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Even in a global tech wave, payment fintechs should think local

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There is no doubt the payments industry is evolving at a very fast pace, and giants are beginning to appear from every corner of the world.

However, varying speeds of adoption of digital and the resistance of local payment methods show that global giants still need to contend with local preferences and strive to understand local markets and newer technologies.

The payment landscape is still very fragmented with local solutions holding their own against global giants and new technologies such as AI and blockchain keeping the payments market very enterprising.
Mobile payment methods are set to revolutionize the landscape even further. With mobile banking set to replace online banking by 2023, paying with a smartphone will become common practice.

But the adoption doesn’t look the same everywhere. There has been a global digital-payments revolution with more and more people paying by card or through their phone. One example is in Sweden, where a mere 2 percent of the value of total transactions are conducted with cash, an indicator, perhaps of things to come.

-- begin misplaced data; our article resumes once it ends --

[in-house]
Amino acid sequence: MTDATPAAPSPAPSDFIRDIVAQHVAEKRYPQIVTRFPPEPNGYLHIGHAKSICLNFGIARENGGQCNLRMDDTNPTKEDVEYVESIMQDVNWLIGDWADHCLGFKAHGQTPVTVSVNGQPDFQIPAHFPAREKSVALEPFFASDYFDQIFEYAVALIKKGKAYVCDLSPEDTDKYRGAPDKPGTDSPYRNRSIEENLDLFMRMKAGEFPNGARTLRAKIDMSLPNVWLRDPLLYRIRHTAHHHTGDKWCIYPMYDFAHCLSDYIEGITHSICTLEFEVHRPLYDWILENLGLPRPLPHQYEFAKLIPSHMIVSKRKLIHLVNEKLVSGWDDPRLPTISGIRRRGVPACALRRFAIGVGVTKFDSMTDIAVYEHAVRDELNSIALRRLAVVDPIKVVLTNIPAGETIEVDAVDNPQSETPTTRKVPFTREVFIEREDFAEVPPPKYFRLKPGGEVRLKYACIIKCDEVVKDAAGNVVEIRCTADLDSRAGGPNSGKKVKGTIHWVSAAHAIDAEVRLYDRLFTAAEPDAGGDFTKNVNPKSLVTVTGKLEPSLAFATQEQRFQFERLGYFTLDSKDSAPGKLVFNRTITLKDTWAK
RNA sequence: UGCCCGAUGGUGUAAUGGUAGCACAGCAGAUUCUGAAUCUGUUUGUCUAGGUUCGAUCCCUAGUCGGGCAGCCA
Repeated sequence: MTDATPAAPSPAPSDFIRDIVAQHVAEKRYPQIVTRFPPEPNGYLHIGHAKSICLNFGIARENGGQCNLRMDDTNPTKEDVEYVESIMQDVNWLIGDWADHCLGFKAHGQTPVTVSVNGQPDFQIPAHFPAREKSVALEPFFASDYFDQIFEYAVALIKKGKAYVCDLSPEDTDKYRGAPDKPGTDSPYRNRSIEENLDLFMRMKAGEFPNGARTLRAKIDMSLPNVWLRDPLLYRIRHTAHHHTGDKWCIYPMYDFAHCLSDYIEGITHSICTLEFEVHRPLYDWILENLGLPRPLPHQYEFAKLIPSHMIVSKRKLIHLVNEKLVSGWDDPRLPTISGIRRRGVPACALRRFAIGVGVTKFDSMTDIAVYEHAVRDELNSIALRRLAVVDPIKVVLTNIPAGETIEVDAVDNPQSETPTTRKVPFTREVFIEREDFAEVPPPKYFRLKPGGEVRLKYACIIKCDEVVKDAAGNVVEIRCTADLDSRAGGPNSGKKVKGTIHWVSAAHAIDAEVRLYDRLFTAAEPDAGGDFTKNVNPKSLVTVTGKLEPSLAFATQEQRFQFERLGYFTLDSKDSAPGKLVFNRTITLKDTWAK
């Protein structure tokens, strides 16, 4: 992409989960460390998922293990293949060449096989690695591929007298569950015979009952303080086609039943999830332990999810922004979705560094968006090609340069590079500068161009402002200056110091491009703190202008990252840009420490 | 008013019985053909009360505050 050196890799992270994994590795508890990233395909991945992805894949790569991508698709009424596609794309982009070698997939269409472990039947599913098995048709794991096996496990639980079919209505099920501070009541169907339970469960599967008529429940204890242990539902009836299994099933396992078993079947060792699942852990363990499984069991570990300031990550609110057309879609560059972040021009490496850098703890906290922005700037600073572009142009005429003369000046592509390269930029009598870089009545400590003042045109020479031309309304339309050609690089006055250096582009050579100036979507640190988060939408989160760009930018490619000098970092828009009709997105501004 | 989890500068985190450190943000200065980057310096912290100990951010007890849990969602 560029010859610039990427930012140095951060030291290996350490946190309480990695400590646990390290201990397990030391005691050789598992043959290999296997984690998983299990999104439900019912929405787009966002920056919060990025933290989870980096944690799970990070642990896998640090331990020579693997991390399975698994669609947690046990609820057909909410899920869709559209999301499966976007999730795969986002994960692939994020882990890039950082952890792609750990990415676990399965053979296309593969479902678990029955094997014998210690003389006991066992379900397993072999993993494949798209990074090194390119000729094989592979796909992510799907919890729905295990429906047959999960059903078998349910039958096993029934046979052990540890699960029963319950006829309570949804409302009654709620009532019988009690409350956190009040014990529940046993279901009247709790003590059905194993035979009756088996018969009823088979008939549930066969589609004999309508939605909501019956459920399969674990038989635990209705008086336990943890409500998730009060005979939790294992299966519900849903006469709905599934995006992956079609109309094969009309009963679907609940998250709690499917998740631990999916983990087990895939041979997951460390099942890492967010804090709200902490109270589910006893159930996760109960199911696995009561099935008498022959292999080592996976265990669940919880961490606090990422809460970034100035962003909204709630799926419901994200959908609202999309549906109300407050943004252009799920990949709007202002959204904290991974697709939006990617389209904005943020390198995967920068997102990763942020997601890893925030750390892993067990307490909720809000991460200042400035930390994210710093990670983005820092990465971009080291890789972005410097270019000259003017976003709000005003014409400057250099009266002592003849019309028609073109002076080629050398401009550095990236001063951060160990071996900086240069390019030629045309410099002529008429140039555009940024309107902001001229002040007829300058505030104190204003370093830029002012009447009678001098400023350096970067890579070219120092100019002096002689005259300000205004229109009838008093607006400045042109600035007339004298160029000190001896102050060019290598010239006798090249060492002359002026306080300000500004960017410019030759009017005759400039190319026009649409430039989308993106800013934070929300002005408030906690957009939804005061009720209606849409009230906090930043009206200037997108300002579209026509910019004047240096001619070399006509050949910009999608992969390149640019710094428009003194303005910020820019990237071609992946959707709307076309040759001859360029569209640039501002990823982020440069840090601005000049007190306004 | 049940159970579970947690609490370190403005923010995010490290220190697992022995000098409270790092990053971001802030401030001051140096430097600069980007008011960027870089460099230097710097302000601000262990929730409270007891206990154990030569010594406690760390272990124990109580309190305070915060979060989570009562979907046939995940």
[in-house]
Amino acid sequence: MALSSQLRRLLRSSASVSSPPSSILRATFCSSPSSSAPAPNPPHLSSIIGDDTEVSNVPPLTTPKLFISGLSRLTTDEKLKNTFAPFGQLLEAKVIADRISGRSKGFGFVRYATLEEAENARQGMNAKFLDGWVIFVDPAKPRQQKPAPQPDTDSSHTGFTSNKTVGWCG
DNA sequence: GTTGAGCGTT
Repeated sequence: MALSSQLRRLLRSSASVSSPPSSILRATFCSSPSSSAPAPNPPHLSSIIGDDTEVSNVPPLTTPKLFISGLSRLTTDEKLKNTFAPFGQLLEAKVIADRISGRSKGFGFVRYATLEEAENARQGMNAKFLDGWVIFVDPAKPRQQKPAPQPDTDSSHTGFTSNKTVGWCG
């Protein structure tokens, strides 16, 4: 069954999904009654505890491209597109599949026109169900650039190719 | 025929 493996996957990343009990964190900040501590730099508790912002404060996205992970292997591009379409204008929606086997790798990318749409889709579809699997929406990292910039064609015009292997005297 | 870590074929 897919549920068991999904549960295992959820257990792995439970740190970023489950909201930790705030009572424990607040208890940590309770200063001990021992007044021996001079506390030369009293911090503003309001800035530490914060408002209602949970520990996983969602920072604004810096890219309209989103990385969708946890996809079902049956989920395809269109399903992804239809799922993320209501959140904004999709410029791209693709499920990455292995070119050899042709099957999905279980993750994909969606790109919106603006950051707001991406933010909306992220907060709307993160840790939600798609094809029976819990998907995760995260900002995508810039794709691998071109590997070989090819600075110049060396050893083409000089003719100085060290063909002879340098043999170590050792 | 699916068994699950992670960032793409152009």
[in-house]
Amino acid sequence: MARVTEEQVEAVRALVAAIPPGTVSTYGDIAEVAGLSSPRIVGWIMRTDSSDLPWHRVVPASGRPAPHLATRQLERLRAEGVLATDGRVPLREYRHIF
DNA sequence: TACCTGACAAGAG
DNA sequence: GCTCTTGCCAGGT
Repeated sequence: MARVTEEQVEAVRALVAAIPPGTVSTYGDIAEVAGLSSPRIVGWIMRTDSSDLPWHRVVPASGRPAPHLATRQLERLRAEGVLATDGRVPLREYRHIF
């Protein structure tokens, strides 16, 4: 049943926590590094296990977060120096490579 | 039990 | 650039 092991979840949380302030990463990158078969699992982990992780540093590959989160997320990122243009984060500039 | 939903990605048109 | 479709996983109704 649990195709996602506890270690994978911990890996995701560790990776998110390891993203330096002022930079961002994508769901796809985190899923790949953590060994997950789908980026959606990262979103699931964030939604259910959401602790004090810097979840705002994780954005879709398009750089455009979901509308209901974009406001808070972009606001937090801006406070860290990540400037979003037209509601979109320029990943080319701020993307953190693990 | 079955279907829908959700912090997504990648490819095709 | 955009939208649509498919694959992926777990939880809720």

In the U.S., Visa and Mastercard still dominate the payment landscape and account for almost half of online payments. While PayPal is often viewed as the more modern solution, Visa and Mastercard have recently made tremendous efforts to remain relevant in the digital age, introducing contactless debit and credit cards.

Emerging payment methods are bringing new possibilities for consumers to pay online and new challenges for businesses seeking to accept as many means of payment as possible.

Small businesses looking to extend their reach and to exploit the full possibilities of e-commerce will therefore need to seek out a payment platform that takes into account the diversities of the payments landscape.

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